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Jake’s Coffee Box

Jake's Coffee Box, occupying the left-hand of the two red telephone boxes, with a table out front, acting as a counter. Jake himself stands in the door, waiting his next customer.Once upon a time, in the summer of last year, I read an interesting article in the Birmingham Mail about a coffee shop that had opened in a phone box. It was the end of July and, as luck would have it, I was passing through Birmingham that week, so I took a wander along Colmore Row, where I found said telephone box. But no coffee shop. Somewhat dispirited, I wandered off again and the whole coffee-shop-in-phone-box thing rather slipped my mind. Unknown to me, the article had jumped the gun and the coffee-shop-in-phone-box, Jake’s Coffee Box, actually opened the following week…

Fast-forward to this summer and I was once again wandering along Colmore Row, looking for another coffee shop that hadn’t actually opened yet (the Birmingham branch of 200 Degrees). Glancing down Eden Place, I suddenly remembered the phone box, so I wandered down to see what was there…

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Upstairs Coffee

An old-fashioned, heraldic shield, in white, with a black diagonal line running through it, bottom left to top right, with a handle added on the left to turn it into a coffee cupThe latest addition to Birmingham’s growing speciality coffee scene opened in April, excellent timing considering that I was passing through at the start of May. A few weeks later, there I was on Water Street, home to Upstairs Coffee, where I had my first (temporary) disappointment: it’s on the ground floor! However, my profound disappointment was short-lived as I discovered that it was indeed correctly named, being upstairs from a (soon-to-be-opened) basement cocktail bar.

That little misunderstanding successfully resolved, I quickly fell in love with Upstairs Coffee. It’s a tiny, corridor-shaped space, about as wide as London’s Goodge St Espresso, but not quite as long, making it one of the smallest places I’ve been. Lovingly decked out in reclaimed materials, it’s also one of the best looking! The counter’s at the back and there’s space for a couple of seats at a bar on the left, but other than the bench outside, that’s it as far as seating goes.

The coffee is from Oxfordshire’s Ue Coffee Roasters, plus there’s loose-leaf tea and croissants/brownies from the local Peel & Stone Bakery, but that’s it. A word of warning: Upstairs Coffee only has takeaway cups, so don’t forget to bring your own!

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Yorks Bakery Café, Stephenson Street

Detail of the Yorks sign from above the door at Yorks Bakery Cafe, Stephenson Street.Yorks is a chain of two Birmingham cafés, Yorks Bakery Café, the subject of today’s Coffee Spot, and Yorks Espresso Bar on Colmore Row. Originally though, there was just Yorks Bakery Café, which started life on Newhall Street. However, Newhall Street had to close at the end of last year, the building undergoing a major refurbishment. Stephenson Street, which opened last December, has taken over the mantle of Yorks Bakery Café.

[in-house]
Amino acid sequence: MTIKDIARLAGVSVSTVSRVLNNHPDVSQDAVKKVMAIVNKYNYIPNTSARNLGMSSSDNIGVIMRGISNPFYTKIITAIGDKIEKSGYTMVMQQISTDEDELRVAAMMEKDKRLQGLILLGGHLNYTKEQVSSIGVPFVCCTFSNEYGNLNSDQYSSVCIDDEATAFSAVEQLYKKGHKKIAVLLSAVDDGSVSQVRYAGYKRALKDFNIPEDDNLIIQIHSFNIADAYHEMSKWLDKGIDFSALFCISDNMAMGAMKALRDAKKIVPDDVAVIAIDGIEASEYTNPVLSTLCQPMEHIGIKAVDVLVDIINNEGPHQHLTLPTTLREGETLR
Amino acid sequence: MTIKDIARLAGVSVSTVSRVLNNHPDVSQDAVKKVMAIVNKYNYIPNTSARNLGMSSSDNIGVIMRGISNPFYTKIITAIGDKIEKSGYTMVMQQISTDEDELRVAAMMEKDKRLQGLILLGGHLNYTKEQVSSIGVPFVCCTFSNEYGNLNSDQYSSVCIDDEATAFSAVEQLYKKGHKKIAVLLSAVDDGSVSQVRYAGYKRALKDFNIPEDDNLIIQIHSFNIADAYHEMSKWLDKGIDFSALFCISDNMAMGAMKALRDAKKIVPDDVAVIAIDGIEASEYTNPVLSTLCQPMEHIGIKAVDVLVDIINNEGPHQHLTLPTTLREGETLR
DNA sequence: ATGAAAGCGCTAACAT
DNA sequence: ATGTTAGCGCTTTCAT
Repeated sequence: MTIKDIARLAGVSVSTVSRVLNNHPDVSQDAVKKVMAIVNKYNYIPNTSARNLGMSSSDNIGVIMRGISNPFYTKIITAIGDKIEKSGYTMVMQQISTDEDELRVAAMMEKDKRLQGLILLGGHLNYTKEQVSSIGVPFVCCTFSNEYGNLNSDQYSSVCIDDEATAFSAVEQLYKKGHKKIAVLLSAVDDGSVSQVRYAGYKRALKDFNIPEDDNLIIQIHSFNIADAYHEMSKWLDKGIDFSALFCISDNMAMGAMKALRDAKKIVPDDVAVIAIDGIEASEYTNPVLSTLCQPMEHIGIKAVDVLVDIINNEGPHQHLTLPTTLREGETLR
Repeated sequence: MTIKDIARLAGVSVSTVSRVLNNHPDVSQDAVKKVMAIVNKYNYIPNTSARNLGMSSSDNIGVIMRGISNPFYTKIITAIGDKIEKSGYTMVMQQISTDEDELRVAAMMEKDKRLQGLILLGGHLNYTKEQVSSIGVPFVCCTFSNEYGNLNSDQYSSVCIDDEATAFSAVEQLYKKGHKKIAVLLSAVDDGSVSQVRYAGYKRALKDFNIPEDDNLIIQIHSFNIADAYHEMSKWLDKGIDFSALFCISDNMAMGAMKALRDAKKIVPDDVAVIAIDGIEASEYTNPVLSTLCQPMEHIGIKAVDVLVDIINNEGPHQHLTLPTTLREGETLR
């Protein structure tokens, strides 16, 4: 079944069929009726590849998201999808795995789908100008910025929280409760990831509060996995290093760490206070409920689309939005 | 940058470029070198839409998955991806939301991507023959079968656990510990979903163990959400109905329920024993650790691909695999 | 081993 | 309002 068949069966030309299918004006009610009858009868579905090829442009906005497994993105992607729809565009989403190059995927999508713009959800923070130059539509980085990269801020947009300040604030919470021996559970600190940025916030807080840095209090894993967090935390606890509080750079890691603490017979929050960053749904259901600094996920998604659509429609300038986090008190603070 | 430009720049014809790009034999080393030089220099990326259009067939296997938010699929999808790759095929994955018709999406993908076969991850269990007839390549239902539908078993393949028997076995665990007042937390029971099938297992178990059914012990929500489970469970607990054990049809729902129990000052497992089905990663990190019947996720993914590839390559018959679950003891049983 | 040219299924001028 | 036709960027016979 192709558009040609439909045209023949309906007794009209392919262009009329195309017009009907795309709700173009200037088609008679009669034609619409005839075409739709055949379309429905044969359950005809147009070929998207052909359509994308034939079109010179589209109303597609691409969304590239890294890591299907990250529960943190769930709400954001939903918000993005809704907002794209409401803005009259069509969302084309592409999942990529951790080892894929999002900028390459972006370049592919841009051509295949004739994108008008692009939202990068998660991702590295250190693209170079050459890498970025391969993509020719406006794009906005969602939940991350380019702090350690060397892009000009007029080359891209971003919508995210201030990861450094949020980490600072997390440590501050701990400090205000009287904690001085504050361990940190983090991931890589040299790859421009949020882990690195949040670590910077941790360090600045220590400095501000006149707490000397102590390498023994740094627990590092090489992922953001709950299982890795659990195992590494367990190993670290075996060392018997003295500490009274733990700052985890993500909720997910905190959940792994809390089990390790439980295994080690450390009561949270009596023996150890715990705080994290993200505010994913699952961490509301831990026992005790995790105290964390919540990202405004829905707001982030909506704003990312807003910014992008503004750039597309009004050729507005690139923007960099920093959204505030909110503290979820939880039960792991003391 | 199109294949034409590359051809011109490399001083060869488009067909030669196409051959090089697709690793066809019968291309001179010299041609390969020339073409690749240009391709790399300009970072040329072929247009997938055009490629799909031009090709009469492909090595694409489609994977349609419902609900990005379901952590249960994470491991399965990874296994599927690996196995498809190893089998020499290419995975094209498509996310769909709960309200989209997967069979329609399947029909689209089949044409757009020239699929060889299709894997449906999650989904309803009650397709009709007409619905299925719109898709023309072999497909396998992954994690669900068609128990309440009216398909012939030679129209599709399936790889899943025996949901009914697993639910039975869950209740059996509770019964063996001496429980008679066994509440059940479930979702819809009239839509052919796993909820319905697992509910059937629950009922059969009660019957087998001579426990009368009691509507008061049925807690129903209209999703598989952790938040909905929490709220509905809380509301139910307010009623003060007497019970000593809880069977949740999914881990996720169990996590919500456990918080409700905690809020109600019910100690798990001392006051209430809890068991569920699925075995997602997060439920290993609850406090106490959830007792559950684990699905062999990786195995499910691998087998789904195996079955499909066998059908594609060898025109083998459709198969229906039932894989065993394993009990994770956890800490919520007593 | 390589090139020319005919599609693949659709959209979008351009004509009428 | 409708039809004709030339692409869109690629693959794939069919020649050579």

In contrast to Newhall Street, which sprawled over three separate spaces, Stephenson Street is a compact, single, wedge-shaped room (what is it with Birmingham and wedge-shaped coffee shops?) seating just under 30 people. Despite this, it’s inherited much of Newhall Street’s menu, including cooked breakfasts/brunches, all prepared in the kitchen at the back, along with sandwiches, soup and cake.

The coffee is, as it always has been, from London’s Caravan, with (usually) one single-origin on espresso, another on filter (V60 or Aeropress) and decaf. However, everything’s changing in the near future, with Yorks expanding into the adjacent building. This should at least double the seating capacity and there are plans to start roasting. The extension should be complete in the next month or two, so stay tuned for updates!

June 2016: Yorks has now completed its expansion, which has added a lovely basement and lots more seating at the back. It’s also started roasting its own coffee and now goes by the name Yorks Café & Coffee Roasters.

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The Tilt A-board, proudly displaying Tilt's credentials: craft beer, speciality coffee, loose-leaf tea and pinball. Naturally.So, coffee and pinball is a thing. Who knew? Clearly not me, although a few months before Tilt opened its doors on Birmingham’s City Arcade in November last year, Chiswick’s Chief Coffee also opened its combined coffee-and-pinball joint. Mind you, Tilt’s not just coffee-and-pinball. It’s coffee-craft-beer-and-pinball. And wine. And spirits. And loose-leaf tea. Right now, the food’s limited to a choice of two cakes, but once things are up and running, there’ll be a simple breakfast/brunch menu.

Tilt, by the way, isn’t just a gimmick. It’s serious about its coffee, owners Kirk and Richard bringing in ex-Has Beanie, Gary, to run the coffee side of things. The house roaster is Cornwall’s Origin, supplying one of the two espresso beans, while regularly-rotating guest roasters fill the hopper of the second Mythos One grinder, Gary buying 5-6 kg at a time. When it’s gone, it’s gone and it’s onto the next roaster/bean. Both house and guest are also available as filter through a pair of small-batch brewers, Tilt offering a tasting flight of espresso, espresso with milk and batch-brew, all for a very reasonably-priced £4.

Tilt offers eight craft beers on tap, 26 in bottles/cans, wines, spirits and 10 different loose-leaf teas.

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Quarter Horse Coffee Roasters

The Giesen roaster at Quarter Horse, Birmingham.Quarter Horse Coffee started life on Oxford’s Cowley Road, where, indeed, the original Quarter Horse remains. Back then, it used Square Mile, it’s two founders, Nathan and James, having worked closely with the London roaster while working for Store Street Espresso before setting up Quarter Horse. However, Nathan, who originally hails from Normal, Illinois, was a roaster before he came to the UK, and he’s always wanted to return to his (roasting) roots.

So, it was no great surprise that, when looking to expand beyond a single shop in Oxford, Quarter Horse turned to roasting. What is less predictable is that Quarter Horse would do it in Birmingham and would open a coffee shop/roastery in the process. However, given the prevalence of this model in the US, perhaps it makes sense that Nathan would choose this route.

Whatever the reasoning, Quarter Horse has created a lovely spot; a large, spacious coffee shop on one hand (which features in its own Coffee Spot), with an attached roastery which is visible from pretty much every part of the building. Right now, Quarter Horse roasts one or twice a week, so you’ll have to be lucky to see the roastery in action!